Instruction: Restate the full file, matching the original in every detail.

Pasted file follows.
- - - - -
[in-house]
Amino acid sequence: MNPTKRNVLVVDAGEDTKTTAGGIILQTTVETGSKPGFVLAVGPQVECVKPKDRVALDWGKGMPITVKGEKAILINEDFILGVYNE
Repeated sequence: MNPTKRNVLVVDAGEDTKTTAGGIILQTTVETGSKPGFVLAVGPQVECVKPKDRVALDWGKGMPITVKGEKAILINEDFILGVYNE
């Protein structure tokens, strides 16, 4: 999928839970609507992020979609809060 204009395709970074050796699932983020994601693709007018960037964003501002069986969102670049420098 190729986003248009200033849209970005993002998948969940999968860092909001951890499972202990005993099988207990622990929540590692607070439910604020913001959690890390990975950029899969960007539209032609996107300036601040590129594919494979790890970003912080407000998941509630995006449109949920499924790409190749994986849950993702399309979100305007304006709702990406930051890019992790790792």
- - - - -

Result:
[in-house]
Amino acid sequence: MNPTKRNVLVVDAGEDTKTTAGGIILQTTVETGSKPGFVLAVGPQVECVKPKDRVALDWGKGMPITVKGEKAILINEDFILGVYNE
Repeated sequence: MNPTKRNVLVVDAGEDTKTTAGGIILQTTVETGSKPGFVLAVGPQVECVKPKDRVALDWGKGMPITVKGEKAILINEDFILGVYNE
């Protein structure tokens, strides 16, 4: 999928839970609507992020979609809060 204009395709970074050796699932983020994601693709007018960037964003501002069986969102670049420098 190729986003248009200033849209970005993002998948969940999968860092909001951890499972202990005993099988207990622990929540590692607070439910604020913001959690890390990975950029899969960007539209032609996107300036601040590129594919494979790890970003912080407000998941509630995006449109949920499924790409190749994986849950993702399309979100305007304006709702990406930051890019992790790792």